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What Is Load Balancing?

Load balancing is the process of distributing incoming network traffic across a group of backend servers in order to decrease latency. This is usually done by sending the same number of users from one backend server to another server based on its load.

In other words, load balancing is the virtual machine that optimizes workload on the basis of resource usage or requirements.

Benefits of Load Balancing

Load balancing can help with performance issues and it is a common term when talking about server farms. When an application server is too busy, users have to wait in the queue until this single server is available back again. Here’s why load balancing works miracles. It basically relieves your web application and sends workload to available servers giving it high-performance and reducing downtime.

Disadvantages of Load Balancing

Load balancing requires that all of the backend servers have the same code and data. This means that if one of the servers needs to be upgraded, then all servers will need to be upgraded at the same time. If different servers need to serve different codes or data sets, then they just can’t be used.

Load Balancing Algorithms

There are two different types of load balancing. Dynamic load balancing methods use algorithms that take into account the current state of each server to distribute traffic accordingly while static load balancing does not make adjustments and distributes even traffic, sending an equal amount of user requests to each server in a group, either in a specified order or randomly.

Static load balancing algorithms

Round Robin

Round Robin is a very simple way to balance application requests by putting them in order of what comes in. It does not know the computing power, availability, or anything else about the servers it is passing requests onto, it just knows that they are each one of many servers.

Weighted Round Robin

Weighted round robin is a load balancing algorithm that selects the best server given its abilities. Unlike standard round robin, which would randomly select every machine one by one, a weighted round robin will take into account various machines’ abilities and assign more requests to the most effective ones within each round.

Random

Opportunistic/Randomized algorithms don’t consider the current server load when assigning tasks. They are better for smaller tasks, and performance falls as task size increases. The distribution is randomized, and more frequently a machine with a high workload might receive a new task at any time, making the problem worse.

Dynamic load balancing algorithms

Dynamic load balancing algorithms search for the fastest and most lightweight web servers and then distribute the workload on them. In this way, performance is maximized. Here are the types of dynamic load balancing algorithms:

Resource-based

Here, load balancing is accomplished by using the active connections that each server has at a given time. A specialized agent (software) accounts for CPU and memory availability, and end-user traffic is routed accordingly by the software load balancers.

Weighted response time

Weighted response time averages the response time of servers and uses that information to determine where to send traffic. The server with the fastest response time will receive most of the traffic, which ultimately provides faster service for users and high availability of services all day long.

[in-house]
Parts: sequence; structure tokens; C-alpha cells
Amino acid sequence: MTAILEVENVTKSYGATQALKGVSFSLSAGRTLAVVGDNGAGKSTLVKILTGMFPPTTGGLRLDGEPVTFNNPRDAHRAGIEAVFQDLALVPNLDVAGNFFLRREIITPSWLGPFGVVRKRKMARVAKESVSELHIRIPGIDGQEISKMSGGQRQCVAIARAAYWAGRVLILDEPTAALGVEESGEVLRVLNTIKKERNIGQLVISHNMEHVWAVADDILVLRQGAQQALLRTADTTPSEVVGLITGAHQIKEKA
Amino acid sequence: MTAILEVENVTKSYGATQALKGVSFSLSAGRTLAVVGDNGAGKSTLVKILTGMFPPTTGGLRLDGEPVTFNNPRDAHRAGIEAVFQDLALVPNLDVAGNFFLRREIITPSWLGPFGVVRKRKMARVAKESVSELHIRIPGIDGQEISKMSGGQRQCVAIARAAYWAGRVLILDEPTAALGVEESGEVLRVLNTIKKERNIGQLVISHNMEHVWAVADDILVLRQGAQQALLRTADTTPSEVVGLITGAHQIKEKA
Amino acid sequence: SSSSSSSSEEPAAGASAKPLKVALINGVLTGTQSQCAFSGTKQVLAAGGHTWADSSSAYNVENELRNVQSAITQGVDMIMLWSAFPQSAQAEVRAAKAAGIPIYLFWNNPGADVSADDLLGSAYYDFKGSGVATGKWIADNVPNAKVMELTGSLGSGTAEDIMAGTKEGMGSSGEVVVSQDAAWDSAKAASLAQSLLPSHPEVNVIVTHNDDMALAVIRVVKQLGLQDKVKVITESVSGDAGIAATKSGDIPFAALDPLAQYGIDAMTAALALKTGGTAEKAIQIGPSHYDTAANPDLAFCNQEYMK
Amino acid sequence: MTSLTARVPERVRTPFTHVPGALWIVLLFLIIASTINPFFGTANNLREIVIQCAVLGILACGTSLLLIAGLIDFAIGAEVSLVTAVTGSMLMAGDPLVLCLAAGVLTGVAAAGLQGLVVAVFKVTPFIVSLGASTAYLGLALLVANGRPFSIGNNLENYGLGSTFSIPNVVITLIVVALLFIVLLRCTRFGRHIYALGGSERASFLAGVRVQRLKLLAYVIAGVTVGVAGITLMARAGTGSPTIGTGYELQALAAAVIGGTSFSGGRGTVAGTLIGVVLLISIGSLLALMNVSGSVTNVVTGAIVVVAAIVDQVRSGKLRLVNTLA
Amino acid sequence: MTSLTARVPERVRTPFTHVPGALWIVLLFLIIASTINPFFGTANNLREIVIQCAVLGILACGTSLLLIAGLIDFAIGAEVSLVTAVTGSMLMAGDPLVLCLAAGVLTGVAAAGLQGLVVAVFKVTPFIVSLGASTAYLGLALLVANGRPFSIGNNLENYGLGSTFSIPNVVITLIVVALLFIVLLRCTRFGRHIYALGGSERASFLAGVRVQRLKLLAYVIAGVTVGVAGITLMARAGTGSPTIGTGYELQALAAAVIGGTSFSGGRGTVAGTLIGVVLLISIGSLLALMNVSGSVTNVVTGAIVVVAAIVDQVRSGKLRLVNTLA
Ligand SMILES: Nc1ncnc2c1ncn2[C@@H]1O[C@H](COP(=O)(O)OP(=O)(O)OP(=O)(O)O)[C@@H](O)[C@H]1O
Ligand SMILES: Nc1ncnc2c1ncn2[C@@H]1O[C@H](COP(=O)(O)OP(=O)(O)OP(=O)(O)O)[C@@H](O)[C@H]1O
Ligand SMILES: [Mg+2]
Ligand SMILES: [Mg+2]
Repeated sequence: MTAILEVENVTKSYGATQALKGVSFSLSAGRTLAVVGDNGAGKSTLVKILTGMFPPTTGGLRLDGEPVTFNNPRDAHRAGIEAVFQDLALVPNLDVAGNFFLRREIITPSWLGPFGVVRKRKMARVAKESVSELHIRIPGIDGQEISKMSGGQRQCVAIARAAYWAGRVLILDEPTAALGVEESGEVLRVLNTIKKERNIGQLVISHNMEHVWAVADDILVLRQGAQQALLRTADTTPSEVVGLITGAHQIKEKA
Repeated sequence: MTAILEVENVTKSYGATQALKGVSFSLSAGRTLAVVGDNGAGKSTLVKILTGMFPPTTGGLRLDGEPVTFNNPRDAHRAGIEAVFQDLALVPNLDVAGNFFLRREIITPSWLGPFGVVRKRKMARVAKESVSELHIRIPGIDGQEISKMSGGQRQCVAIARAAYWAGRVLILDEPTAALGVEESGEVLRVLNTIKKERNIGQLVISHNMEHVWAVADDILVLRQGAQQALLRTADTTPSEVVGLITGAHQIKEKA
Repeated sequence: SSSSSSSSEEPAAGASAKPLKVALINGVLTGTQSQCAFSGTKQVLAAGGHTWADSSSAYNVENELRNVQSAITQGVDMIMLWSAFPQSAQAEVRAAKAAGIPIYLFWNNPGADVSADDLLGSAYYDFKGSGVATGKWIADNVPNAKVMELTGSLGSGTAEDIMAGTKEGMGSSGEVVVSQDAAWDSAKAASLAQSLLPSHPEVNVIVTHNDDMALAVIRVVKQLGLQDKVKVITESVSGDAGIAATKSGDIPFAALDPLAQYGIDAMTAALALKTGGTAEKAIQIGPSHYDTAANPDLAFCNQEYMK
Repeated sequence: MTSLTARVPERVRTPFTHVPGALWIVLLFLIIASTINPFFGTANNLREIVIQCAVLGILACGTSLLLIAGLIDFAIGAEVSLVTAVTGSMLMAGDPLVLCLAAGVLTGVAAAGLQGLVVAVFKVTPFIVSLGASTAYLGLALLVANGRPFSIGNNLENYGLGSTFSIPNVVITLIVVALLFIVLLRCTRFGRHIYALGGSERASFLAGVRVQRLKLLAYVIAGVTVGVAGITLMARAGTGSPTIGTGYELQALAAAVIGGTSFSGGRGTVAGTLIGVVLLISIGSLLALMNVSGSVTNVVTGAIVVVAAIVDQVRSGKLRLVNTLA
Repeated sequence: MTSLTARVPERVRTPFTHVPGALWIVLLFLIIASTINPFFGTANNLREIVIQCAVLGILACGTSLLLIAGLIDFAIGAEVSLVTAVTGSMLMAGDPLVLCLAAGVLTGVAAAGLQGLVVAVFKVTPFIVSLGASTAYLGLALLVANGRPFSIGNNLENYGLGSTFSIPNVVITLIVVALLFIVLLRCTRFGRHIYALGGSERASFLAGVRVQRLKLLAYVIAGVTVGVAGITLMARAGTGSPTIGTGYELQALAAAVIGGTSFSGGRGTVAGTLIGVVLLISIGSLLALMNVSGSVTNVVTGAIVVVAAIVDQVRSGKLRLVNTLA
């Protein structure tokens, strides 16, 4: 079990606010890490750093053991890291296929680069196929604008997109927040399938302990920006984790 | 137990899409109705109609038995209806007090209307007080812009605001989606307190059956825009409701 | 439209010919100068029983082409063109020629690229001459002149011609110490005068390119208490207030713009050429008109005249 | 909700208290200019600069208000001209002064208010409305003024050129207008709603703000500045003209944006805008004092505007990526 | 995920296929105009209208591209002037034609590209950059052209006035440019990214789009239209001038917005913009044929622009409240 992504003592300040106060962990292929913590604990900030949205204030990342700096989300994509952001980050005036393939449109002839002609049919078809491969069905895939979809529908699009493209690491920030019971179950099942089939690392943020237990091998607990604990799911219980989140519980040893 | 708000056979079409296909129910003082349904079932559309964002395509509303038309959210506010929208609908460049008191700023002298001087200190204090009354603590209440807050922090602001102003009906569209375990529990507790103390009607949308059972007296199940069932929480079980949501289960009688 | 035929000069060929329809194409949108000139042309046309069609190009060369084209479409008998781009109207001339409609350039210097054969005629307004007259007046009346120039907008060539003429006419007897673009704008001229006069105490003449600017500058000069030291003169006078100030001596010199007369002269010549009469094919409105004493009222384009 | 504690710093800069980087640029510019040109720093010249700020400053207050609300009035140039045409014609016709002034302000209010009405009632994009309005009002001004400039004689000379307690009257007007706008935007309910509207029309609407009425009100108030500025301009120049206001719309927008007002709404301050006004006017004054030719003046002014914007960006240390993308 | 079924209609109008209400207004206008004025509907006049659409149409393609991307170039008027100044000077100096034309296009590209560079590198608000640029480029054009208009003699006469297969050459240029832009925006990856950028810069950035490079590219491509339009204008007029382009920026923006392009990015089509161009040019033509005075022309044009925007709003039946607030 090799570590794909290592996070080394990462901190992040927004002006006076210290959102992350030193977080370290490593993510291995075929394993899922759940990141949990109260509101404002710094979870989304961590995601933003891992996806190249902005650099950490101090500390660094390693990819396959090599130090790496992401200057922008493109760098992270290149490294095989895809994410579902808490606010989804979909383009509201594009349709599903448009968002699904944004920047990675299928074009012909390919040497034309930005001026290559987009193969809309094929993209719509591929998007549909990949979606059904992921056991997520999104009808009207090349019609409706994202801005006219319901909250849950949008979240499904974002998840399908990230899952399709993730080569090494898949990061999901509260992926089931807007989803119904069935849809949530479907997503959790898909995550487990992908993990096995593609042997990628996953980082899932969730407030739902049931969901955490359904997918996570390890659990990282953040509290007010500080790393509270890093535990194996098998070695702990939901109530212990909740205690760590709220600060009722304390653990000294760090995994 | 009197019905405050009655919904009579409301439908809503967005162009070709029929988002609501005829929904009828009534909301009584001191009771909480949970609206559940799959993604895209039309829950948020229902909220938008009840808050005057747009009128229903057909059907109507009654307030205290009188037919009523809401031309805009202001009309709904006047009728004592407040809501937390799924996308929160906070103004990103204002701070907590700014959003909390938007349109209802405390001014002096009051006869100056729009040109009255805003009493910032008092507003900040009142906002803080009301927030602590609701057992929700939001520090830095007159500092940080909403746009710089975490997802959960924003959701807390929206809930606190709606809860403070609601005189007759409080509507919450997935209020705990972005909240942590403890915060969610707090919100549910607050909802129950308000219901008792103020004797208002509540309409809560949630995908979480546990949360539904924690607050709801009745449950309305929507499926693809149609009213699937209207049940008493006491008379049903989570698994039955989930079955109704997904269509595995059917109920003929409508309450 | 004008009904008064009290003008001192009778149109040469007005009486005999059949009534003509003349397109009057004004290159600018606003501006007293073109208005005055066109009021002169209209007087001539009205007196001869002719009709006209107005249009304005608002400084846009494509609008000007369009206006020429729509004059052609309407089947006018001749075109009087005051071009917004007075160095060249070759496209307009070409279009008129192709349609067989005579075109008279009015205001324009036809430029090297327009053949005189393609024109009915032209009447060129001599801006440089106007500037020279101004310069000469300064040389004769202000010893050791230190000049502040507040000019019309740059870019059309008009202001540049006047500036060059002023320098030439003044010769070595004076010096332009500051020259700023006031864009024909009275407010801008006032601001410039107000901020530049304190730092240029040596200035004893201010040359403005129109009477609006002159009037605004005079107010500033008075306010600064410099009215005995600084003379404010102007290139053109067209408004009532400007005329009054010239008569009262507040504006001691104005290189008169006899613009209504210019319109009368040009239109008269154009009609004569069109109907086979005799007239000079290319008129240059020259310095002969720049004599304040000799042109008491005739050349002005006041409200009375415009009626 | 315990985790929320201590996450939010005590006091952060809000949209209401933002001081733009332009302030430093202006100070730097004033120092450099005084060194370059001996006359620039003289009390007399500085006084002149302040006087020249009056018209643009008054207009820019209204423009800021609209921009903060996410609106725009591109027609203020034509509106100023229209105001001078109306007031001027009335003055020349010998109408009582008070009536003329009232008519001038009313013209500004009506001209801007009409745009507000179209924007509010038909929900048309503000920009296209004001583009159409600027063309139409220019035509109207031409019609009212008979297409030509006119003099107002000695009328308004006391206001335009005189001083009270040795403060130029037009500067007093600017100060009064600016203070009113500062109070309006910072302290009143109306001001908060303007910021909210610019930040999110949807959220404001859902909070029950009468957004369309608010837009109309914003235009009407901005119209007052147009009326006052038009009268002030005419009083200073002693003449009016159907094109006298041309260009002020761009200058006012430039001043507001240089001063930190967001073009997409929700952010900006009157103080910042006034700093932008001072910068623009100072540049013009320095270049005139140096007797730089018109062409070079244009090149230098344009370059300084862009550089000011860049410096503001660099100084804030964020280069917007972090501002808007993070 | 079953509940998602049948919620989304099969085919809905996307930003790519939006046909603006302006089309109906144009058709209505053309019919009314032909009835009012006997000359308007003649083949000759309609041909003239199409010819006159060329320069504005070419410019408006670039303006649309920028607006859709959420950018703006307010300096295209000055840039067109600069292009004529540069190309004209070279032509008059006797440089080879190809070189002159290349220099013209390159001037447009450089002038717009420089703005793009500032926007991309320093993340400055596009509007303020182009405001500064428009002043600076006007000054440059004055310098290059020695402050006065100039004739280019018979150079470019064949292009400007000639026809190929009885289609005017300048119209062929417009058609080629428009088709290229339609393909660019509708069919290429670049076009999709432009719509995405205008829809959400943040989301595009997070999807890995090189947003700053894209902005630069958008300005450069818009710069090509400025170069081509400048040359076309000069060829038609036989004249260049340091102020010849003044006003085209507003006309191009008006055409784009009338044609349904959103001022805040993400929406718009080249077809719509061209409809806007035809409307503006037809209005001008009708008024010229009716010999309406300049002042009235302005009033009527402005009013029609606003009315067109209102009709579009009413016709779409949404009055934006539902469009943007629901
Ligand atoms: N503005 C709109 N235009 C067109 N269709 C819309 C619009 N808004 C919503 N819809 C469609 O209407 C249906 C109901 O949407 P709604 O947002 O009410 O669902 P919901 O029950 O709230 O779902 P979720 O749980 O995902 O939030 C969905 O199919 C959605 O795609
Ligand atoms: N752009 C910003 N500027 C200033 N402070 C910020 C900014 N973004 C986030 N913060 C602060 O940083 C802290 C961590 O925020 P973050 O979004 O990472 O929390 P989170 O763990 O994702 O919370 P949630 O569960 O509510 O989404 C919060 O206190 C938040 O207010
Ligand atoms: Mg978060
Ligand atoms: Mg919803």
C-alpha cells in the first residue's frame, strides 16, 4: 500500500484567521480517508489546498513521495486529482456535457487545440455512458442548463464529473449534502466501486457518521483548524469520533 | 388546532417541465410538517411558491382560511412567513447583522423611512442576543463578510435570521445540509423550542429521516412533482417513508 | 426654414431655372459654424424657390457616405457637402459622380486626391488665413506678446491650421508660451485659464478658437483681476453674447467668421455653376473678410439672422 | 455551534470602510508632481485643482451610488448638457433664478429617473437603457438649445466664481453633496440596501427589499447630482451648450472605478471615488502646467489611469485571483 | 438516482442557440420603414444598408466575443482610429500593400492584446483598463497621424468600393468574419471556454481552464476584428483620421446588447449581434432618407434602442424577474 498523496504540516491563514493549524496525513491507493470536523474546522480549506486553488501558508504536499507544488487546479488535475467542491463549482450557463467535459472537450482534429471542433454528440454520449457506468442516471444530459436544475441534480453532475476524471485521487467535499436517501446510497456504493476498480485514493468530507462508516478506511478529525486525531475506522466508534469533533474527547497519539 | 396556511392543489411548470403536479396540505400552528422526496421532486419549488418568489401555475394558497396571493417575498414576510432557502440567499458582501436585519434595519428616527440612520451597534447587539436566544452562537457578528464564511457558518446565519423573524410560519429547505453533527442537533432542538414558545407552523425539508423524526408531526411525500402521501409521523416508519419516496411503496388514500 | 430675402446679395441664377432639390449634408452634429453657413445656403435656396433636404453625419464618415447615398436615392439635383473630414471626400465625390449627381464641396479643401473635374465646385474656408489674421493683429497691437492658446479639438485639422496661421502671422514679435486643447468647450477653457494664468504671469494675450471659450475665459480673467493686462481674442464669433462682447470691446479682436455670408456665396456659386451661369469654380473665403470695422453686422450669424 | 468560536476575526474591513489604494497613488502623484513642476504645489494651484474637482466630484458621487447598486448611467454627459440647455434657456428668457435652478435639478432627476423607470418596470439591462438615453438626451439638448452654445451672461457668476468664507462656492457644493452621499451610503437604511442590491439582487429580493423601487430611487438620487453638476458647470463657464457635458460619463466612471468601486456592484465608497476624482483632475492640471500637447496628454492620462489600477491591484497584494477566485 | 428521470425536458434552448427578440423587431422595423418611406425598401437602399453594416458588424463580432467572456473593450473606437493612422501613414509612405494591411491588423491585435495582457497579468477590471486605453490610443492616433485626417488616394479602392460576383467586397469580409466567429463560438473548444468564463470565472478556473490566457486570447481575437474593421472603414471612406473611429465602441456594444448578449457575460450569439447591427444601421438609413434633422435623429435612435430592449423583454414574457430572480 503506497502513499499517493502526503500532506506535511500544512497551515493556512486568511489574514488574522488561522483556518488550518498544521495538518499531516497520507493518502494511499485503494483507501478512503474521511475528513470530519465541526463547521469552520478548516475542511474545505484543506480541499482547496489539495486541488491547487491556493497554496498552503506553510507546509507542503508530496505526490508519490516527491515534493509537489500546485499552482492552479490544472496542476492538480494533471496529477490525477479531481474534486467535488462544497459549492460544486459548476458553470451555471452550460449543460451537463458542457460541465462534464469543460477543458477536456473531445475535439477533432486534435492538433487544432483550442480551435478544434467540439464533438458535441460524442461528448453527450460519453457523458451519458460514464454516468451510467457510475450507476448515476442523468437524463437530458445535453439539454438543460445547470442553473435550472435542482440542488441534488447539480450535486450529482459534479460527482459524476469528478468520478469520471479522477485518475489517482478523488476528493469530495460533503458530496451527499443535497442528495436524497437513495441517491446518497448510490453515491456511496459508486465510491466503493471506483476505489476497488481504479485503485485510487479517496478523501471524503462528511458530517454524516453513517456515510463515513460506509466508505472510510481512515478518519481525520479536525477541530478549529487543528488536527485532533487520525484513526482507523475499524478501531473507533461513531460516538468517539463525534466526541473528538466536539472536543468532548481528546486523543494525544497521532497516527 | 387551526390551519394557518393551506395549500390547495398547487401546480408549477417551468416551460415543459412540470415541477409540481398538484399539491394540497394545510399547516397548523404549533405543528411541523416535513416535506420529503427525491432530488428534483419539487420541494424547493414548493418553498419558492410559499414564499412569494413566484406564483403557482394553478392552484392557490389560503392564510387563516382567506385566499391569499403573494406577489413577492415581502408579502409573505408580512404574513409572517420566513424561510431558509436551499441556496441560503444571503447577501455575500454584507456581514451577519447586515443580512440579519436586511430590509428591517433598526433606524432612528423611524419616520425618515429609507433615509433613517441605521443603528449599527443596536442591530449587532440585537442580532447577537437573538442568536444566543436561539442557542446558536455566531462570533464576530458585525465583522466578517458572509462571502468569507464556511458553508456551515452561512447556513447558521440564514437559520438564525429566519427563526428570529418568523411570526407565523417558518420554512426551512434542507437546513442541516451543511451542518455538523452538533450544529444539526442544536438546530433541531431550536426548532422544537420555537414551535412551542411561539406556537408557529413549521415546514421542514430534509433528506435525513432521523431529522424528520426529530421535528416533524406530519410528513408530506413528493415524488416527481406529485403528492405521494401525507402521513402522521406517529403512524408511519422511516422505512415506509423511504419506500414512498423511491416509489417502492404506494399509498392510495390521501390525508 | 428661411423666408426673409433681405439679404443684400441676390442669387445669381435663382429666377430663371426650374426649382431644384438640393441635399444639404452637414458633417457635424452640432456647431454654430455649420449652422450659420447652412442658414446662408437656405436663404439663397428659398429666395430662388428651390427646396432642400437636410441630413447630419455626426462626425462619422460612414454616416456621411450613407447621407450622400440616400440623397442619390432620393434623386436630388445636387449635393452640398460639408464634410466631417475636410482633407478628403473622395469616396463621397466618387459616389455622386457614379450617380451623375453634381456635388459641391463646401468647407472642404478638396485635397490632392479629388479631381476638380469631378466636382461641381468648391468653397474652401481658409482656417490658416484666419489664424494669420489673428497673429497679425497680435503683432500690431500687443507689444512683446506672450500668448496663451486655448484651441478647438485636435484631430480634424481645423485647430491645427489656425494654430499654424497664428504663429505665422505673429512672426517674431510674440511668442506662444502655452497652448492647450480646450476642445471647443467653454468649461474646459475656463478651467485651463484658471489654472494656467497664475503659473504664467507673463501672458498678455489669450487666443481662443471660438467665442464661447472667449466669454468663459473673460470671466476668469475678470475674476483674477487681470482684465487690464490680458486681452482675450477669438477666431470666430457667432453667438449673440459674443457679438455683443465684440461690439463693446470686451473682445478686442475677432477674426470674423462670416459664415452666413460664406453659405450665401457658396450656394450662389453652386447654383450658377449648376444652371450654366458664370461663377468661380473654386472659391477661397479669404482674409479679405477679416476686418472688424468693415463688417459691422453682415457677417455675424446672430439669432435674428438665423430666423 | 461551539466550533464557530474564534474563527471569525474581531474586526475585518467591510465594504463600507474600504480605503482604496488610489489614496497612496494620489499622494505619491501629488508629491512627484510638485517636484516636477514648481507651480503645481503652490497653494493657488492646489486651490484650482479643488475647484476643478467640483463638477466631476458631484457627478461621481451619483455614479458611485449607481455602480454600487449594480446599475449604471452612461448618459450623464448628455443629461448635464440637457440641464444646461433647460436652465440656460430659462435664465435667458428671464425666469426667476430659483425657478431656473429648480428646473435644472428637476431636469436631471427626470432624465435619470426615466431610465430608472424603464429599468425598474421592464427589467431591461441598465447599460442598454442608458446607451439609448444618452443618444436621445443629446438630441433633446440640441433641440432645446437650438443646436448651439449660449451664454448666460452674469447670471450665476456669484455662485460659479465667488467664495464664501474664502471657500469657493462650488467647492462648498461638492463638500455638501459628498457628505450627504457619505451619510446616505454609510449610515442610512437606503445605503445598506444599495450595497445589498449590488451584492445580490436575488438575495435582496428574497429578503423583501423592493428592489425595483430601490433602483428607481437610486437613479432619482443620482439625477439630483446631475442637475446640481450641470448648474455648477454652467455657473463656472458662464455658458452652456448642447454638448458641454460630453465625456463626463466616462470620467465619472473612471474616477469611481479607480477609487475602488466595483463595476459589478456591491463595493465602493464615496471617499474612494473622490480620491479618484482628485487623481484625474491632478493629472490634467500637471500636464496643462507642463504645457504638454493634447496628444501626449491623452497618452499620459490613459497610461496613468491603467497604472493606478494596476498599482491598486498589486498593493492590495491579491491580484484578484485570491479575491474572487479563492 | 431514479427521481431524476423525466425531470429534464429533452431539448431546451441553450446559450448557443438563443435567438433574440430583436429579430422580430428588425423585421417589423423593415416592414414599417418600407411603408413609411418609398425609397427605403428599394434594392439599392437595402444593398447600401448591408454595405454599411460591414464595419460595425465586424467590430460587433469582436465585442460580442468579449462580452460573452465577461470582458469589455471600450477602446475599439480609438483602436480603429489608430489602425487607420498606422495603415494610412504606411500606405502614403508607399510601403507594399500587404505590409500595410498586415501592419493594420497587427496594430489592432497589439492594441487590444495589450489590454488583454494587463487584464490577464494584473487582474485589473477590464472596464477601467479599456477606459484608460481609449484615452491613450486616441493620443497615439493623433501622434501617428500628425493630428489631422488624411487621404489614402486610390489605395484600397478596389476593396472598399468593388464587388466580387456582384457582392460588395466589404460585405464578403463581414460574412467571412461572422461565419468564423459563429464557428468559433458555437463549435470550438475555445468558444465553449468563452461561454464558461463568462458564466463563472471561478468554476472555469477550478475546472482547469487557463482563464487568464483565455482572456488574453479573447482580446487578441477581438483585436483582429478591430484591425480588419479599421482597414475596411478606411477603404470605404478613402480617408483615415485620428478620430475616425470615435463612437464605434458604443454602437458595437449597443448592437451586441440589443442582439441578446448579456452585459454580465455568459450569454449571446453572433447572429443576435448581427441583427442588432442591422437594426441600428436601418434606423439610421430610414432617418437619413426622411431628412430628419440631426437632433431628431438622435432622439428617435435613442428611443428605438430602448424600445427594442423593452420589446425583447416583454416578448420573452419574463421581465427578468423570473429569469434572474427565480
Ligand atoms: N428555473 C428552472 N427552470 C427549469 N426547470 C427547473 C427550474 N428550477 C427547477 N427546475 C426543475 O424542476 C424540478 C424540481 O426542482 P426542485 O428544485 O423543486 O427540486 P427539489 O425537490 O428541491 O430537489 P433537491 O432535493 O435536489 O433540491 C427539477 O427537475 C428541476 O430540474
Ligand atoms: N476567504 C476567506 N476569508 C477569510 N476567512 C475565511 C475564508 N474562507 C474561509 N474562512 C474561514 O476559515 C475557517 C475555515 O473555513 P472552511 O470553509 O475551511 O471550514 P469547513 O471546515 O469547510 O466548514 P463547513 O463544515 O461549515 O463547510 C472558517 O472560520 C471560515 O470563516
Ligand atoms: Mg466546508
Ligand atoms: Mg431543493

Least response time

Distributes traffic to the fewest number of running servers. The least connection option assumes that all servers are processing at roughly the same speed, and can process all connections simultaneously.

Weighted least connection

After you type a domain name, this algorithm averages the response time of servers and uses that information to determine where to send traffic. The server with the fastest response time will receive most of the traffic, which ultimately provides faster service for users.

Cloud load balancing

Load balancing with HTTP

HTTP(S) Load balancing will not only balance HTTP and HTTPS traffic across multiple backend instances, but it will also enable your application to become available at a single global IP address. There is no need for DNS forwarding, as the application assigns its own SSL certificates while load balancing.

Load balancing with TCP/SSL

Load balancing can help you share traffic across servers. It is scalable, doesn’t require pre-heating, and health checks ensure only healthy instances receive traffic. An SSL proxy lets you terminate SSL connections so that your website appears more secure to users.

DNS-Based Load Balancing

Packet filtering routers use a simple routing table to forward packets from one interface to another based on the destination address in each packet header. Usually, this is enough, but sometimes it is necessary to be able to route packets according to information in the packet header other than the destination address. DNS-based load balancing provides a solution to this problem. DNS-based load balancing takes advantage of the fact that DNS servers can receive queries and send responses that contain more than just hostname and address mappings. In addition to a host's IP address, a DNS server can return other information that might be useful to network devices, such as the host's bandwidth or the name of the ISP providing Internet service.

Routers or servers that use this information can direct traffic among multiple hosts based on criteria other than IP addresses. This type of load balancing is called DNS-based since DNS servers are used to distribute the load-balancing solutions across multiple servers.

How SSL offload is reducing security risks

With SSL offload, you can manage and encrypt your certificates centrally. With this automation, you can ensure some level of security while maintaining performance.